According to an updated analysis of the POLLUX trial, progression-free survival remained superior over time in patients with relapsed/refractory multiple myeloma treated with combination therapy that included the anti-CD38 antibody daratumumab.
Meletios Dimopoulos, MD
Meletios Dimopoulos, MD
According to an updated analysis of the POLLUX trial, progression-free survival (PFS) remained superior over time in patients with relapsed/refractory multiple myeloma (RRMM) treated with combination therapy that included the anti-CD38 antibody daratumumab (Darzalex).
In results from a median follow-up approaching 3 years, the median PFS had yet to be reached among patients treated with daratumumab, lenalidomide, and dexamethasone (DRd). In contrast, patients who received just lenalidomide and dexamethasone (Rd) had a median PFS of 17.5 months.
The magnitude of the risk reduction for death or progression remained steady as compared with findings from an initial analysis performed after 14 months of follow-up. The proportion of patients who achieved minimum residual disease (MRD) negativity was more than three times greater in the DRd group, as reported at the 2017 ASH Annual Meeting.
“DRd continues to significantly improve progression-free survival with longer follow-up,” said Meletios Dimopoulos, MD, chair of clinical therapeutics at the University of Athens in Greece. “DRd induces deep and durable responses, and more patients receiving DRd achieved MRD negativity versus Rd. MRD negativity occurs more rapidly with DRd and increases over time. DRd does not negatively impact outcomes of subsequent therapy.”
The safety profile remained unchanged with longer follow-up, he added.
The report extended favorable preliminary data from the multicenter, randomized phase III POLLUX trial that evaluated lenalidomide and dexamethasone with or without daratumumab. In initial results, treatment with DRd reduced the hazard for disease progression or death by 63% compared with Rd.
The updated analysis showed a 30-month PFS of 58% with DRd and 35% with Rd. The difference in median PFS values translated into a 56% reduction in the hazard for progression or death (P<.0001). The large difference emerged even though the 17.5-month median PFS for the comparator was “one of the best PFS ever reported for lenalidomide and dexamethasone,” said Dimopoulos.
DRd induced an overall response rate (ORR) of 93%. More than half of patients (56%) had complete response (CR), compared with 43% in the initial data analysis. Patients randomly assinged to Rd had an ORR of 76% (P<.0001) and 23% had CR, compared with 19% the first analysis.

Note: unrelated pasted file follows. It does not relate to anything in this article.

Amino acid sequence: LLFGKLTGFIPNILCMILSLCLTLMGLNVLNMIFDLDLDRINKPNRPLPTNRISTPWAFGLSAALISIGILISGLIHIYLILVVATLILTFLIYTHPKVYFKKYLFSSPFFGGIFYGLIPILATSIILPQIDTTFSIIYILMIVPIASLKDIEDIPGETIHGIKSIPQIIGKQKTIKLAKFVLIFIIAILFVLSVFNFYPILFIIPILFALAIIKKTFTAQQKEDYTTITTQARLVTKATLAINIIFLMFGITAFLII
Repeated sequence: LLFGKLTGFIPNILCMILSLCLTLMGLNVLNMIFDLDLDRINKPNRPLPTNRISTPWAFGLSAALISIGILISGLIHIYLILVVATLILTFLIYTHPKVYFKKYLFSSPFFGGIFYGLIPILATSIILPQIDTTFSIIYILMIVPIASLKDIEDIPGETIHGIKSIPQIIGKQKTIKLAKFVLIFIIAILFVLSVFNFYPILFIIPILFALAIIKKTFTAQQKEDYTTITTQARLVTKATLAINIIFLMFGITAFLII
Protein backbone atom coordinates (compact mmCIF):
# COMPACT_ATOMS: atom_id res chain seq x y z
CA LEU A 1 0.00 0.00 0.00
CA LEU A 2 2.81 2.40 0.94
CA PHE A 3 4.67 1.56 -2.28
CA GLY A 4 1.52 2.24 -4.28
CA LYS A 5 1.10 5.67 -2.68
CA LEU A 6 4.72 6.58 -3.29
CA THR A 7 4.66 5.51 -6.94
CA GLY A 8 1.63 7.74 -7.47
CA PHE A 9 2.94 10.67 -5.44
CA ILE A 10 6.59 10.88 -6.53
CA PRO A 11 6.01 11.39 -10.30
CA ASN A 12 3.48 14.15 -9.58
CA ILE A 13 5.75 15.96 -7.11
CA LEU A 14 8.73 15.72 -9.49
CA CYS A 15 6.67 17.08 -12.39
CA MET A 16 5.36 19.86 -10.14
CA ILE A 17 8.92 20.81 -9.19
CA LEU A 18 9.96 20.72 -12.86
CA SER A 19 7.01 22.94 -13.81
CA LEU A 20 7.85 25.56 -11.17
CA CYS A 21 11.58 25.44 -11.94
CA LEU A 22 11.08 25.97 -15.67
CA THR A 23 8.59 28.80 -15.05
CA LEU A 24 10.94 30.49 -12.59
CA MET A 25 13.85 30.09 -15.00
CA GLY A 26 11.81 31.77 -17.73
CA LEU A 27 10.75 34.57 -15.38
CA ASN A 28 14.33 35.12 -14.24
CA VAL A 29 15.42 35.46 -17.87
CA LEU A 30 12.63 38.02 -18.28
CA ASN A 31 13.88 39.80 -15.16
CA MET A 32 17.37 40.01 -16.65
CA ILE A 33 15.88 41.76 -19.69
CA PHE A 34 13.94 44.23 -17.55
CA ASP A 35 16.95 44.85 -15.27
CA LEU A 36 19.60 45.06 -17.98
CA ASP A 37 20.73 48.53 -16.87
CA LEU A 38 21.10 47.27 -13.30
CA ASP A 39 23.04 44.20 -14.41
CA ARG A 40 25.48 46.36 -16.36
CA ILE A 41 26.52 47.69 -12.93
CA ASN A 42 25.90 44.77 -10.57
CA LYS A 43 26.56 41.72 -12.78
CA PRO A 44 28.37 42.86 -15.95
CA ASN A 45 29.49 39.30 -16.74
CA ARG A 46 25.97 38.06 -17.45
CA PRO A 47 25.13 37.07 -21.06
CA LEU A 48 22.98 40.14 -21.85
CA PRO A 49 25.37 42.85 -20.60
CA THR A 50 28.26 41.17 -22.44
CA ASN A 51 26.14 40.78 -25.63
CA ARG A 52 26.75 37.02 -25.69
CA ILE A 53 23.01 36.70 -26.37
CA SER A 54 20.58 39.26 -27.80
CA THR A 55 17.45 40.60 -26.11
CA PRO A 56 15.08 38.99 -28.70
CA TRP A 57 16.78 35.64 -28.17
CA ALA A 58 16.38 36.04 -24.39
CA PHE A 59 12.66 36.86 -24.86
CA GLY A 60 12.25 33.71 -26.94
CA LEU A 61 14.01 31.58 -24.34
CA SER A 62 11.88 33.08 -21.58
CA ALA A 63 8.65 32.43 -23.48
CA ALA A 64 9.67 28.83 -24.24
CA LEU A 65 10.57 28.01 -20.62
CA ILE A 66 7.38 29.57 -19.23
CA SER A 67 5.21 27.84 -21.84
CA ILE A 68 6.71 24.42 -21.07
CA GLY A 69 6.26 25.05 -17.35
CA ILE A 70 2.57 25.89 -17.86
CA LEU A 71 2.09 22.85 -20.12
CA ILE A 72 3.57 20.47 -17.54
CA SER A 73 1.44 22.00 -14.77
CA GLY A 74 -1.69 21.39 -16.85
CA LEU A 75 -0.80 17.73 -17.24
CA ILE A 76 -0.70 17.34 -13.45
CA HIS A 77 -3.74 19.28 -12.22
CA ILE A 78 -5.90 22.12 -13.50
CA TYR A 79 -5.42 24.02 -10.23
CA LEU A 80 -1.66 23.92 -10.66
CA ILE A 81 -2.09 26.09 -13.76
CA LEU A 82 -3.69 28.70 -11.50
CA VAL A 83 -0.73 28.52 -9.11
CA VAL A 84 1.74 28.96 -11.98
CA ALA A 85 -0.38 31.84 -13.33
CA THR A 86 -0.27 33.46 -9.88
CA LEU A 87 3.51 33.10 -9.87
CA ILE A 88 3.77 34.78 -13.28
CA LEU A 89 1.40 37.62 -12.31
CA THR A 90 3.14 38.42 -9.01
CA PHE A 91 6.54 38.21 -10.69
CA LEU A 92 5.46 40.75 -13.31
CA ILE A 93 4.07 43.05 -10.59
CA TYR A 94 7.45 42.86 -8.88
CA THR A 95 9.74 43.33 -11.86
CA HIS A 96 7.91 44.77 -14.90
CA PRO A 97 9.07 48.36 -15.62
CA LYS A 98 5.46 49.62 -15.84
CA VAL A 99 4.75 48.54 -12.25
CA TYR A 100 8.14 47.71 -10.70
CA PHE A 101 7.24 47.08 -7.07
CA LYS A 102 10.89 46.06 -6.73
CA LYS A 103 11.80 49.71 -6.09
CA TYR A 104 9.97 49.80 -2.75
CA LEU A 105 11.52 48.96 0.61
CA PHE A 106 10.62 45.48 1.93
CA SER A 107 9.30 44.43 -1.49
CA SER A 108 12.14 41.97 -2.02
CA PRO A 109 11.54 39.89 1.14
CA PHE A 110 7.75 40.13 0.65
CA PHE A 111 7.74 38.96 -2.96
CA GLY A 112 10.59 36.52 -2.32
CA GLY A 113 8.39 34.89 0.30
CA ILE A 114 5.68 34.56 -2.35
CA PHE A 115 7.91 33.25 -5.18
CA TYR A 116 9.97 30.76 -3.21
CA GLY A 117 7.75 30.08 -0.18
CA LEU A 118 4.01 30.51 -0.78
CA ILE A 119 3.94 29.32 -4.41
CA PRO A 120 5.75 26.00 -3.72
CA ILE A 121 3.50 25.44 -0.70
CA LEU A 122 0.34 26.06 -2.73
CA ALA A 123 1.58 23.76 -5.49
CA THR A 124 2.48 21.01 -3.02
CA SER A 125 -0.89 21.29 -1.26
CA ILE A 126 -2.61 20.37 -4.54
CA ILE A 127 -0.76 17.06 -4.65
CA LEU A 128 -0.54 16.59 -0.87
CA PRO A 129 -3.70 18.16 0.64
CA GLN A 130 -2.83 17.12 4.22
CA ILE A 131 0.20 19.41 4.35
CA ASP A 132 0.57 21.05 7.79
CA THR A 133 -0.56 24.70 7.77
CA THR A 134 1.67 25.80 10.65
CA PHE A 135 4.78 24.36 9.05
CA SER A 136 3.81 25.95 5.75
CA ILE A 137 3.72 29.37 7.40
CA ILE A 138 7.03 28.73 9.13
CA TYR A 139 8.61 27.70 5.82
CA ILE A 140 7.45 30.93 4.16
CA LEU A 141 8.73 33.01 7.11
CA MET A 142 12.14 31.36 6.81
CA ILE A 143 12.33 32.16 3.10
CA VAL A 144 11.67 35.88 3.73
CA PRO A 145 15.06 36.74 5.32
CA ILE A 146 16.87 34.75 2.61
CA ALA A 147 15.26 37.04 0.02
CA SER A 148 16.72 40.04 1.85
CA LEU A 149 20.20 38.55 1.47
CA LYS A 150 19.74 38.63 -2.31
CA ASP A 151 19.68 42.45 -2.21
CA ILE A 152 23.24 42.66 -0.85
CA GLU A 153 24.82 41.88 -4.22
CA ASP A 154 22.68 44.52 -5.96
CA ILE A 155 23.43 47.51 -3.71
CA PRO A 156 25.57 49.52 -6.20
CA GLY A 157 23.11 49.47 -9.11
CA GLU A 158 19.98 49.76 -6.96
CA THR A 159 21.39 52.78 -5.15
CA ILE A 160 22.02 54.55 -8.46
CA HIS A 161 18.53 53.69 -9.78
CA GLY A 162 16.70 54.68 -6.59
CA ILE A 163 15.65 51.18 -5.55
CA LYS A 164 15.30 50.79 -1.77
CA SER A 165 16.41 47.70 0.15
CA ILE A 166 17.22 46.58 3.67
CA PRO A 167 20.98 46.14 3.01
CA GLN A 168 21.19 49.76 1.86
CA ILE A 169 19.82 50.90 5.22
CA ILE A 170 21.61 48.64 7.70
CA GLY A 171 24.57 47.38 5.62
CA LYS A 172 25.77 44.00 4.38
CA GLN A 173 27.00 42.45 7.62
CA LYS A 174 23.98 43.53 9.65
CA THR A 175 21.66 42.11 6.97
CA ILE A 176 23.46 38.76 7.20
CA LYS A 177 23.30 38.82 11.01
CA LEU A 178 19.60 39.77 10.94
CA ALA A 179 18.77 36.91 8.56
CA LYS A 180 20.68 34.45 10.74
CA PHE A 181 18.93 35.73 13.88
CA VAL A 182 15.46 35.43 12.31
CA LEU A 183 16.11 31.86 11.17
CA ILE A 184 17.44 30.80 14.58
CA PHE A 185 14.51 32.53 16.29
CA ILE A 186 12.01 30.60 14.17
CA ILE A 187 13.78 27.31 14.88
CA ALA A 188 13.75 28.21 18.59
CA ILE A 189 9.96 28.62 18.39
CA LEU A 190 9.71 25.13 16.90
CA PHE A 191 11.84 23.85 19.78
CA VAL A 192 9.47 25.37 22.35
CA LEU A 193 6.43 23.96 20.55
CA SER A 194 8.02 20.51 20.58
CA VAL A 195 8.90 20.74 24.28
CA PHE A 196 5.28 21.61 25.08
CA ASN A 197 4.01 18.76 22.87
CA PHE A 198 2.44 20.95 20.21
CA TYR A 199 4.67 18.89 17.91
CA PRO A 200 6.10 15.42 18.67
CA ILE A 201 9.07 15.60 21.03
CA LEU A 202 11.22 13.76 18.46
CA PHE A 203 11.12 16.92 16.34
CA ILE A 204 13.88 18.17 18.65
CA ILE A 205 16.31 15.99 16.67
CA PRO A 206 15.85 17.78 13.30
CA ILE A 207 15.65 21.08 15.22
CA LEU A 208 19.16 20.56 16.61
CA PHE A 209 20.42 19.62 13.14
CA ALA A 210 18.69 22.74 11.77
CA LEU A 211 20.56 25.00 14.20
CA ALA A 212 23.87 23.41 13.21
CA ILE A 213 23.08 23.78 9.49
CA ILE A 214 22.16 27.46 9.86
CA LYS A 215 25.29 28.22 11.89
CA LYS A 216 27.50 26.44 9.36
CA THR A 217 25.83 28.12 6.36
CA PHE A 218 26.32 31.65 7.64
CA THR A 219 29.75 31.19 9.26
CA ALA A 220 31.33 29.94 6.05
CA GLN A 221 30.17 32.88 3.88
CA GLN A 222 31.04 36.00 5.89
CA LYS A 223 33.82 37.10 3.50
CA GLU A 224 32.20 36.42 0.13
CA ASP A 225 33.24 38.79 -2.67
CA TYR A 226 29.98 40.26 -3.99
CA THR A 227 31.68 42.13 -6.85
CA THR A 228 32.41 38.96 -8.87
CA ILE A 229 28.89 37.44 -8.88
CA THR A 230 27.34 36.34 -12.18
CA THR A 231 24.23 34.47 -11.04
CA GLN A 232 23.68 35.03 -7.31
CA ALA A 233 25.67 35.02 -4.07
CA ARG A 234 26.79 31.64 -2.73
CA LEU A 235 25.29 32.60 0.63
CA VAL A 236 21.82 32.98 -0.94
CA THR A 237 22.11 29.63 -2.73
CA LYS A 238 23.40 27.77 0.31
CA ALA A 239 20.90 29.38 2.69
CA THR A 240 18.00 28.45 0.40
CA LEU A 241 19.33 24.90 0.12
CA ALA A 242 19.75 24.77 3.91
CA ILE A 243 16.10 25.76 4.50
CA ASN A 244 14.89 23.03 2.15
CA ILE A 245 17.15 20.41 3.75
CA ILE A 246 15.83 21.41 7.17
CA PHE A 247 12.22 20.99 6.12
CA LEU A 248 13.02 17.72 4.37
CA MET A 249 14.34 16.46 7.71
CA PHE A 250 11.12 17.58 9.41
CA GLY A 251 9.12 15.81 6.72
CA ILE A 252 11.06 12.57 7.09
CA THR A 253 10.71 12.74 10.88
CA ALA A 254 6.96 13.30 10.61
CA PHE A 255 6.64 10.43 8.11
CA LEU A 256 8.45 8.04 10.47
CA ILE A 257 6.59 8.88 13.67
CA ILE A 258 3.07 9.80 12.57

Analysis of MRD status showed a significant (P<.0001) advantage for DRd, regardless of the definition applied to MRD: 1 cell in 10-4(36% vs 9%), 1 in 10-5(27% vs 5%), or 1 in 10-6(6% vs 0.4%).
PFS improved with depth of response, as patients who achieved MRD negativity had the best PFS, said Dimopoulos. The time to MRD negativity (10-5) was substantially shorter with DRd than Rd, and the magnitude of difference in MRD negativity increased over time.
Patients also initiated next therapy sooner with Rd than DRd. The median time to next therapy had yet to be reached in the daratumumab arm as compared with a median of 22.3 months with Rd (HR, 0.37; 95% CI, 0.29-0.48;P<.0001).
The PFS advantage with DRd persisted into the subsequent line of therapy (PFS2), Dimopoulos continued. The 30-month PFS2 with DRd was 73% versus 58% for Rd (HR, 0.51; 95% CI, 0.38-0.67;P<.0001). The median PFS2 had yet to be reached among patients randomized to daratumumab, as compared with 32.3 months for patients in the Rd arm.
The safety profile varied minimally between the initial and follow-up analyses. Patients randomized to DRd remained on therapy for a median duration of 30.4 months as compared with 16.0 months for Rd. Discontinuation because of treatment-emergent adverse events (TEAEs) was 13% in both groups.
DRd was associated with more all-grade neutropenia (62% vs 47%), diarrhea (56% vs 34%), upper respiratory tract infection (41% vs 27%), cough (34% vs 15%), nausea (27% vs 18%), and pneumonia (24% vs 16%). Grade 3/4 infections occurred in 39% of the DRd arm and 26% of the Rd group.
“These updated findings continue to support the use of DRd in patients with relapsed and refractory multiple myeloma,” Dimopoulos concluded.
Dimopoulos MA, White DJ, Benboubker L, et al. Daratumumab, lenalidomide, and dexamethasone (drd) versus lenalidomide and dexamethasone (rd) in relapsed or refractory multiple myeloma (RRMM): updated efficacy and safety analysis of POLLUX. Presented at: American Society of Hematology 59th Annual meeting; December 9-12, 2017; Atlanta, GA. Abstract 739.